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In a 4-arm, block-randomized trial, Choudhry and colleagues compared the impact of 3 low-cost reminder devices on medication adherence among patients ages 18 to 64 years and taking 1 to 3 oral medications intended for long-term use. Participants also had to be suboptimally adherent to their prescribed therapies in the year prior to randomization. Results found that there was no significant difference in the odds of optimal adherence between control and any of the reminder devices. There were also no consistent significant effects on optimal adherence when reminder devices were compared directly. Kronish and Moise provide the Invited Commentary.
Advanced liver fibrosis is the strongest predictor of liver-related and overall mortality in nonalcoholic steatohepatitis (NASH) and is not ameliorated by any available treatment to date. In this meta-analysis of 8 randomized trials, Musso and colleagues found that pioglitazone use improves advanced fibrosis in NASH, even in patients without diabetes. Whether this finding translates to improvement in risk for clinical outcomes requires further study. Yee provides the Invited Commentary.
In the Los Angeles County health care safety net, the prevalence of diabetic retinopathy (DR) is approximately 50%, and due to limited specialty care resources, wait times for annual diabetic retinopathy screening have averaged greater than 8 months. To address this issue, a large-scale primary care–based teleretinal diabetic retinopathy screening program across 15 Los Angeles County Department of Health Services clinics was established. Daskivich and colleagues performed a quasi-experimental, pretest-posttest evaluation of this program in 5 of these clinics to assess screening rates and wait times to screening and founds that teleretinal DR screening resulted in the elimination of over 14 000 specialty care visits, a 15% increase in annual screening rates, and a 90% reduction in wait times for screening. Sarkar and Lyles provide the Invited Commentary.
Author Audio Interview
In this longitudinal, retrospective cohort study, Dayal and colleagues examined the effect of emergency medicine (EM) resident and attending physician sex on resident milestone evaluations. Overall, 33 456 milestone evaluations of 359 EM residents from 8 training programs across the United States were analyzed using multilevel mixed-effects models. Male EM residents attained milestones significantly faster than female EM residents, leading to a substantial “gender gap” in evaluations that continued through graduation. No significant differences in evaluations were found based on attending physician sex or attending physician–EM resident sex pairing. Cooke provides the Invited Commentary.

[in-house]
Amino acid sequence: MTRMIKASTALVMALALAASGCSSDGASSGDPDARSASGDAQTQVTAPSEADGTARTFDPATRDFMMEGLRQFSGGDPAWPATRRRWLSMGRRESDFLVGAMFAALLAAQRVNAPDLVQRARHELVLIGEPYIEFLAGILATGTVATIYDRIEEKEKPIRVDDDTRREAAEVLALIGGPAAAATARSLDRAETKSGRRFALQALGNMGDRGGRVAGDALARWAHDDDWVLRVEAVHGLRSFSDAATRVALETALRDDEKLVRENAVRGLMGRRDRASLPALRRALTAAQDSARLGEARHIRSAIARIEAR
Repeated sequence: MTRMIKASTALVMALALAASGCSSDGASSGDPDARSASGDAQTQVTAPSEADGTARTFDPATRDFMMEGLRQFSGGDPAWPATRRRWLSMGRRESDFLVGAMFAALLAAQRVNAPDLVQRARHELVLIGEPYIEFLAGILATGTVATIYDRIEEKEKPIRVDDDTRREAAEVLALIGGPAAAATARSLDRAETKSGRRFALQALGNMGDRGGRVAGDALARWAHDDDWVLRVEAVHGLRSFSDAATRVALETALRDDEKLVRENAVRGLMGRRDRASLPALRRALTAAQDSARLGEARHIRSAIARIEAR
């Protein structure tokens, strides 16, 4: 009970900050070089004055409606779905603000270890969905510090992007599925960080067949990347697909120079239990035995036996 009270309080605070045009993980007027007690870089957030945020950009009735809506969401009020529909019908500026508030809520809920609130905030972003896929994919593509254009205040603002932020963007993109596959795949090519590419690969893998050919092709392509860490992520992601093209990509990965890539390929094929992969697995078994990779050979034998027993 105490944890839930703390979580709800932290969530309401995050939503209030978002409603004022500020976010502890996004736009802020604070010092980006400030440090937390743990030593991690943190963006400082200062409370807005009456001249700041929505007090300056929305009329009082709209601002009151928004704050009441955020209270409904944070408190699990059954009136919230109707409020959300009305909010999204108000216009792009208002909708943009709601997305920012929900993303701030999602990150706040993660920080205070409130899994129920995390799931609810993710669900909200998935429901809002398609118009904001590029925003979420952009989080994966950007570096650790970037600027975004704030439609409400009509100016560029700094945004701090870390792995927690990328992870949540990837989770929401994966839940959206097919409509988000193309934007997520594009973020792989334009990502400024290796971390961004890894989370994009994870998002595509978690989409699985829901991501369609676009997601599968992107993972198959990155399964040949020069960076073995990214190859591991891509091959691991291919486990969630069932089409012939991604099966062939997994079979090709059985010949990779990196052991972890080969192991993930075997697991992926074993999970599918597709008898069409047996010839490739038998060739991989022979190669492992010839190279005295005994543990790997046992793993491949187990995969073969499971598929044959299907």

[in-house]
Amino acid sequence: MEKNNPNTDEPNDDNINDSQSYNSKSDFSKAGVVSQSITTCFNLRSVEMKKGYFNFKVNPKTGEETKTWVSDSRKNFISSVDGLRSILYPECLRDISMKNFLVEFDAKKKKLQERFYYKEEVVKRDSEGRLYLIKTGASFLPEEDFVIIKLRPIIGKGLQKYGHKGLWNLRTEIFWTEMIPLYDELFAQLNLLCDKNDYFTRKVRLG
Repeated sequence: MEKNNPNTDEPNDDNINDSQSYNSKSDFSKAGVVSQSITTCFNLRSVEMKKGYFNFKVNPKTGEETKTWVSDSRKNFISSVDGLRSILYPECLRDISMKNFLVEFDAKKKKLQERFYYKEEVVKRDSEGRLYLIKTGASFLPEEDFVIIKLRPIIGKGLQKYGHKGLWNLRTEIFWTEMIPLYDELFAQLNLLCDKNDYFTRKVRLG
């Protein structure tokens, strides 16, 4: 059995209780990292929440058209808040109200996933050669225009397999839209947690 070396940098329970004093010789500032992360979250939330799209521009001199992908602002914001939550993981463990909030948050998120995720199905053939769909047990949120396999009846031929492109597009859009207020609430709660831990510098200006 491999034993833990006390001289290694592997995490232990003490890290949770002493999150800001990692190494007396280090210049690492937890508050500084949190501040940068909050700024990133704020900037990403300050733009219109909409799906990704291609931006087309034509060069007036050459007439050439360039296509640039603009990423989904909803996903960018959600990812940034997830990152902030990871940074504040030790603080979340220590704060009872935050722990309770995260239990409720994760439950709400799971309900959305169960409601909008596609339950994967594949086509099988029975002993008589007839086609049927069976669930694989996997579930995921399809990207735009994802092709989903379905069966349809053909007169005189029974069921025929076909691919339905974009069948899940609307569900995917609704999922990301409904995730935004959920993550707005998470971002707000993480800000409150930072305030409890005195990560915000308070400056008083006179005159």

Related Articles 1 and 2
In this retrospective cohort analysis of 4655 medical students, Boatright and colleagues examined the association between medical student race/ethnicity and induction into the Alpha Omega Alpha (ΑΩΑ) honor society. Overall, 58% of residency applicants in the sample reported they were white (72% of AΩA applicants were white); 5% Black (1%, AΩA), 5% Hispanic (3%, AΩA), and 21% Asian (17%, AΩA). After controlling for numerous demographic and educational covariates, results showed that the odds of AΩA membership for white students were nearly 6 times greater than for black students and nearly 2 times greater than for Asian students. Cooke provides the Invited Commentary.
Using population-based data and a matched cohort design, Welk and colleagues examined if there is an increased risk of suicide, self-harm, or depression among older men starting a 5α-reductase inhibitor for prostatic enlargement. Results did not demonstrate an increased risk of suicide; however, the risk of self-harm and incident depression were significantly elevated in the initial 18 months after 5α-reductase inhibitor initiation. These risks should be considered when prescribing 5α-reductase inhibitors, and in new cases of self-harm or depression, the continued use of these medications should be reevaluated. Thielke provides the Invited Commentary.
Continuing Medical Education
Barnett and colleagues examined the hypothesis that unannounced accreditation surveys at acute care hospitals might be associated with changes in the quality and safety of inpatient care using Medicare administrative claims during nearly 2000 surveys. Result showed that 30-day mortality fell significantly during survey weeks vs nonsurvey weeks, with a particularly pronounced decrease among major teaching hospitals. There was no significant association between survey weeks and other patient safety measures that might explain this change.
Schaffer and colleagues performed a comprehensive analysis of all paid medical malpractice claims from 1992 to 2014 contained in the National Practitioner Data Bank (NPDB). The paid claims in the NPDB were linked to physician specialty, allowing the analysis of national trends in malpractice by specialty. The rate of paid claims fell by 55.7% from 1992 to 1996 and 2009 to 2014, ranging from a 13.5% decrease in cardiology to a 75.8% decrease in pediatrics. Overall, the mean compensation payment was $329 565, which increased over the study period by 23.3%, from $286 751 to $353 473 (inflation adjusted to 2014 dollars). There were wide differences across specialties in rate of paid claims, payment amounts, severity of injury, and type of allegation.
Highlights. JAMA Intern Med. 2017;177(5):605–607. doi:10.1001/jamainternmed.2016.6144
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